White: Those of us who are heads of public companies recognize this very well, because when you’re making an acquisition, the public market expects you to get economies immediately. The dilution thing is unacceptable to the public market. So when you say it takes you three years to change the culture, you really need to do a lot of talking to get people to understand that.

Dal Borgo: It all depends on the cultures of the different companies. Generally it takes some time, but we impose our culture. Ralston Purina has got a very, very strong culture. We have the checkerboard we just run by it and what it represents. So when we go in, we try to set our culture. And this is good for when we buy companies with a weak culture themselves. When we buy companies with a strong culture, though, we have a crunch and then we have to manage.

John K. Binswanger (Chesterton Binswanger): We’re seeing more and more companies centralizing control and having decisions coming from the CEOs rather than from all the different regional areas.

White: A big problem facing us now is that, with the increased capability of communicating across countries, I see a lot of people micro-managing operations. And this is a big danger. The key to success in international business is decentralization. But the good part of the decentralization is having intense or a very strong global or regional coordination. We need capable people, who understand international business, coordinating the portfolio of local companies running around the world.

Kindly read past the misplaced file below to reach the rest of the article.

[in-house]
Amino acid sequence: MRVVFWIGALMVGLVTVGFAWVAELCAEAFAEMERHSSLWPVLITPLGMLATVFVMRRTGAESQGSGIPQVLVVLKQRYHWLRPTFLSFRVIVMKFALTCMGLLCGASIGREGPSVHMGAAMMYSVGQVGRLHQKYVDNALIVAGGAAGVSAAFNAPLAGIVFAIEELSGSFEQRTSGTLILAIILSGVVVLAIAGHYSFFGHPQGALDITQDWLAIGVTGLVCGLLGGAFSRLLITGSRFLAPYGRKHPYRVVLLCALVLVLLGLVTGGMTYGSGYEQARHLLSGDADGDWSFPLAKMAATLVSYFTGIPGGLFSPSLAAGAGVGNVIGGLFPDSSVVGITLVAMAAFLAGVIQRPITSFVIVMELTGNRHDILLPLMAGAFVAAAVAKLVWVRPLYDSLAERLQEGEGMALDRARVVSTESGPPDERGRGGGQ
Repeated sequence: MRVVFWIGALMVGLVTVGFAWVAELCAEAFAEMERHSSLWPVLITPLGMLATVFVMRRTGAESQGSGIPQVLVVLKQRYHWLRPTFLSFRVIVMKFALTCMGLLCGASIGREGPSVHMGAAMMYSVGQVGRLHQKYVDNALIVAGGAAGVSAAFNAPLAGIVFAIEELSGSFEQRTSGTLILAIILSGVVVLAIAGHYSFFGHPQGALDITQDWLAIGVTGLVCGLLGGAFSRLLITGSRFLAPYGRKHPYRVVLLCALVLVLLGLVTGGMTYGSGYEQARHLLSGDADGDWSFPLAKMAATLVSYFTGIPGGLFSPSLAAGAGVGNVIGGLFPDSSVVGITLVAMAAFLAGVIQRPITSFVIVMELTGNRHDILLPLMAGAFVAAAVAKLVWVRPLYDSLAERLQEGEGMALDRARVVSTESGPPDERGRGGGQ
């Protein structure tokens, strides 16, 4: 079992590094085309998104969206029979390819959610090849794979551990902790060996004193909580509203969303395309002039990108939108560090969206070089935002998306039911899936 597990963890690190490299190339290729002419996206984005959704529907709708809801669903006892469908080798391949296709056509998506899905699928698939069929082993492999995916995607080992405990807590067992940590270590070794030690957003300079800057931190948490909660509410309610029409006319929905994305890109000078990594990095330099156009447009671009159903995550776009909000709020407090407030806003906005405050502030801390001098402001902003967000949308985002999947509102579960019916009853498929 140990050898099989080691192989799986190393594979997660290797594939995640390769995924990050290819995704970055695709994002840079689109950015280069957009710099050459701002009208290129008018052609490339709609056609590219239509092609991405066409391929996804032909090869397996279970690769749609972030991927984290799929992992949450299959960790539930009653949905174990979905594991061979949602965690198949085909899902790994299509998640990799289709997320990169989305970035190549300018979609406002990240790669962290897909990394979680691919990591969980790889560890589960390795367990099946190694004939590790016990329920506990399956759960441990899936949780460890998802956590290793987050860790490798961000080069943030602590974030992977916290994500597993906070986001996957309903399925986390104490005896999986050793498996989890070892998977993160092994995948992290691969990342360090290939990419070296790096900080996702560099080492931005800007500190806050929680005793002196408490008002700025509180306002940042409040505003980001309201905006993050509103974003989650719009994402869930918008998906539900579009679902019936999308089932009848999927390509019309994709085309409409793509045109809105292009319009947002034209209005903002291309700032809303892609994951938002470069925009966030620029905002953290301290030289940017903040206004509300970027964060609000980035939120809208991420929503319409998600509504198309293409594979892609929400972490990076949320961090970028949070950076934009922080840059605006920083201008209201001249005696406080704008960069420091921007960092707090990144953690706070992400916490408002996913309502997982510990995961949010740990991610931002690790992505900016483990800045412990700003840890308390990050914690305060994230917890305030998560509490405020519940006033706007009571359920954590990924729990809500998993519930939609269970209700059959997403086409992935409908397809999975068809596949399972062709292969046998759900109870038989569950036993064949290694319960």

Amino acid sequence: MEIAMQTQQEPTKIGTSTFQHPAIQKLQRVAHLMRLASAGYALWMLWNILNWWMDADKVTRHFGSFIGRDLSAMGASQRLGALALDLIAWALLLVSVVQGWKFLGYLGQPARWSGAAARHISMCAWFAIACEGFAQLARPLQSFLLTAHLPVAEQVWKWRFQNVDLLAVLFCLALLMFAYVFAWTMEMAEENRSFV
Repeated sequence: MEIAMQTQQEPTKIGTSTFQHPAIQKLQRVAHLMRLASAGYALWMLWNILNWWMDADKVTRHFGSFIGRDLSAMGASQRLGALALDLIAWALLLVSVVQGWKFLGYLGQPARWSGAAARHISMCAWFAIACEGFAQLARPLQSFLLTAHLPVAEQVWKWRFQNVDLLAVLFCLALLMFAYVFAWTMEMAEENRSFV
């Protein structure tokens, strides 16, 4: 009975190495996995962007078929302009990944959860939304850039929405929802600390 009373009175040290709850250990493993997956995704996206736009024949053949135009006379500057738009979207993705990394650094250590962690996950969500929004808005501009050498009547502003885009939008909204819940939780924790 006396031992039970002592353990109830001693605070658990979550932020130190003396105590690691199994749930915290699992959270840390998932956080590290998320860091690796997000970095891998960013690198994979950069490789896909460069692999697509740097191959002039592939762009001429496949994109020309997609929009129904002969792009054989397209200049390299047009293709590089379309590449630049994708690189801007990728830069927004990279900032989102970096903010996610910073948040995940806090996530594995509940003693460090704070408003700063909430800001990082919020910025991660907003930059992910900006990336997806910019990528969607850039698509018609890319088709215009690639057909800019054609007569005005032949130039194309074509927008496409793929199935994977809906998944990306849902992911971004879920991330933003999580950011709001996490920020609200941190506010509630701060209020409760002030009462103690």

Barry Naft (Environment International): Globalization of communications is here, and you can call anywhere, do anything, send anything in just a few minutes, if you have a mind to. But the institutional barriers of doing business are not dropping nearly as quickly. And I think it hits manufacturing harder than any other discipline.

For example, I find some of the cheapest money in the world right now is in Portugal, and it’s easy to come by for manufacturing. But try to run a three-shift operation in Portugal and get the efficiency you can in, say, Germany. It’s very frustrating.

Those institutional barriers will have to fall along with the political and the communications advances, but they’ll follow more slowly. And the key is to be selective and pick the kind of things that you want to standardize and those you want to localize, and be willing to change that mix as the world changes over the next couple of decades.

A Who’s Who Of Roundtable Participants

William M. Adams is president and CEO of Huntingdon Valley, PA-based Agile Web, Inc., a $310 million integrated multiphase source of manufactured assemblies involving electronics or electro-mechanical products.

Wallace Barnes is the chairman of Chula Vista, CA-based Rohr, Inc., an $800 million international aerospace supplier.

Alain J.P. Belda is president and COO of Pittsburgh, PA-based Aluminum Company of America, a $13.1 billion producer of aluminum and alumina.

John K. Binswanger